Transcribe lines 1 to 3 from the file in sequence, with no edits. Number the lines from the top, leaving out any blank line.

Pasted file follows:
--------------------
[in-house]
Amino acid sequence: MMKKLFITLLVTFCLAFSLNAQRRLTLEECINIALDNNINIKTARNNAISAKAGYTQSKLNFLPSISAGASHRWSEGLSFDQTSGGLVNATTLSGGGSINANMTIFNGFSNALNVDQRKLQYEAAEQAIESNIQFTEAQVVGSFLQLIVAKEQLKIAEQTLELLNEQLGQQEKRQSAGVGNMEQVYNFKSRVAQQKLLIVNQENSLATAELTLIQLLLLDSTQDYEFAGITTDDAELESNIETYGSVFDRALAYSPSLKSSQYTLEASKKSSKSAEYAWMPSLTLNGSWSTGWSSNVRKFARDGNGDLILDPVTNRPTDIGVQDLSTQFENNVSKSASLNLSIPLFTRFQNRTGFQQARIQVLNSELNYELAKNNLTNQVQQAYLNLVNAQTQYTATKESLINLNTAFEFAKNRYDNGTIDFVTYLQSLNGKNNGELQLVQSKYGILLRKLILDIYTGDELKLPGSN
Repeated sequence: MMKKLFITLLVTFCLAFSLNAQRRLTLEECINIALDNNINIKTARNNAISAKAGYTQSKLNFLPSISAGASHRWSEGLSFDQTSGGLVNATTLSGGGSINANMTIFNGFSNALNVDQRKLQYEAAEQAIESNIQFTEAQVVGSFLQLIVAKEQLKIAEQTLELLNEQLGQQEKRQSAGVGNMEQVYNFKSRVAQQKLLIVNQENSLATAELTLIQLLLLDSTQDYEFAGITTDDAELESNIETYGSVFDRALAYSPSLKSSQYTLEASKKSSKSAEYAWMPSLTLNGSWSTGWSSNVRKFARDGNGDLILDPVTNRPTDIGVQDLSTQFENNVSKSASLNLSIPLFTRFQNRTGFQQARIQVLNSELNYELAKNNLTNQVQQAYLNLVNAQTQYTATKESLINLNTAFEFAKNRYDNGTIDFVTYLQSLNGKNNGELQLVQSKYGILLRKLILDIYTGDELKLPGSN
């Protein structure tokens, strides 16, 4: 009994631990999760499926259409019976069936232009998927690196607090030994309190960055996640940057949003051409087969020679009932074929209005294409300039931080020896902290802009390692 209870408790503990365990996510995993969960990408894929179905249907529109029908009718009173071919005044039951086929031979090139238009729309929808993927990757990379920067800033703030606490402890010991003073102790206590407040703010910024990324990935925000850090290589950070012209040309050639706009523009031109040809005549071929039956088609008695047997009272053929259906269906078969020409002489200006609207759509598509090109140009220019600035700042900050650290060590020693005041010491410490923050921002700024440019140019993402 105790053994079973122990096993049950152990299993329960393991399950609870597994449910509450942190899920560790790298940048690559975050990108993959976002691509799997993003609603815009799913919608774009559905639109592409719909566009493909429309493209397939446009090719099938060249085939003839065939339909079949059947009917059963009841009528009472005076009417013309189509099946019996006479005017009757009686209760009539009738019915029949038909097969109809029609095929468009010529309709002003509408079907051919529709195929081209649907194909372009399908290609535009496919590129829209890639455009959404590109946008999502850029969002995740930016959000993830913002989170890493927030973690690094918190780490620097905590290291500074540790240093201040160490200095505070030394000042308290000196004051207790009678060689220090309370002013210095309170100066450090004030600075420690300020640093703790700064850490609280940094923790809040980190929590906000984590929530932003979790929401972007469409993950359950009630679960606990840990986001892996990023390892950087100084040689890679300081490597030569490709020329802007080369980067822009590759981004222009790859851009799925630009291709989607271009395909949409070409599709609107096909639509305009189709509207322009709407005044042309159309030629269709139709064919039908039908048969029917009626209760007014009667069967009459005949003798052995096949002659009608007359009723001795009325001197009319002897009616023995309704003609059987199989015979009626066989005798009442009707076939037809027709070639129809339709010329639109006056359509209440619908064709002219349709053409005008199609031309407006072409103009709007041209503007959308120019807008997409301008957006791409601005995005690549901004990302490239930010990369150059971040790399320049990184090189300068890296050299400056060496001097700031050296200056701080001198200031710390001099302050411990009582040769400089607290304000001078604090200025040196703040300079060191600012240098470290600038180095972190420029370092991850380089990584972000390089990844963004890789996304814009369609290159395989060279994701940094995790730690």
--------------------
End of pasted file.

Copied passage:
[in-house]
Amino acid sequence: MMKKLFITLLVTFCLAFSLNAQRRLTLEECINIALDNNINIKTARNNAISAKAGYTQSKLNFLPSISAGASHRWSEGLSFDQTSGGLVNATTLSGGGSINANMTIFNGFSNALNVDQRKLQYEAAEQAIESNIQFTEAQVVGSFLQLIVAKEQLKIAEQTLELLNEQLGQQEKRQSAGVGNMEQVYNFKSRVAQQKLLIVNQENSLATAELTLIQLLLLDSTQDYEFAGITTDDAELESNIETYGSVFDRALAYSPSLKSSQYTLEASKKSSKSAEYAWMPSLTLNGSWSTGWSSNVRKFARDGNGDLILDPVTNRPTDIGVQDLSTQFENNVSKSASLNLSIPLFTRFQNRTGFQQARIQVLNSELNYELAKNNLTNQVQQAYLNLVNAQTQYTATKESLINLNTAFEFAKNRYDNGTIDFVTYLQSLNGKNNGELQLVQSKYGILLRKLILDIYTGDELKLPGSN
Repeated sequence: MMKKLFITLLVTFCLAFSLNAQRRLTLEECINIALDNNINIKTARNNAISAKAGYTQSKLNFLPSISAGASHRWSEGLSFDQTSGGLVNATTLSGGGSINANMTIFNGFSNALNVDQRKLQYEAAEQAIESNIQFTEAQVVGSFLQLIVAKEQLKIAEQTLELLNEQLGQQEKRQSAGVGNMEQVYNFKSRVAQQKLLIVNQENSLATAELTLIQLLLLDSTQDYEFAGITTDDAELESNIETYGSVFDRALAYSPSLKSSQYTLEASKKSSKSAEYAWMPSLTLNGSWSTGWSSNVRKFARDGNGDLILDPVTNRPTDIGVQDLSTQFENNVSKSASLNLSIPLFTRFQNRTGFQQARIQVLNSELNYELAKNNLTNQVQQAYLNLVNAQTQYTATKESLINLNTAFEFAKNRYDNGTIDFVTYLQSLNGKNNGELQLVQSKYGILLRKLILDIYTGDELKLPGSN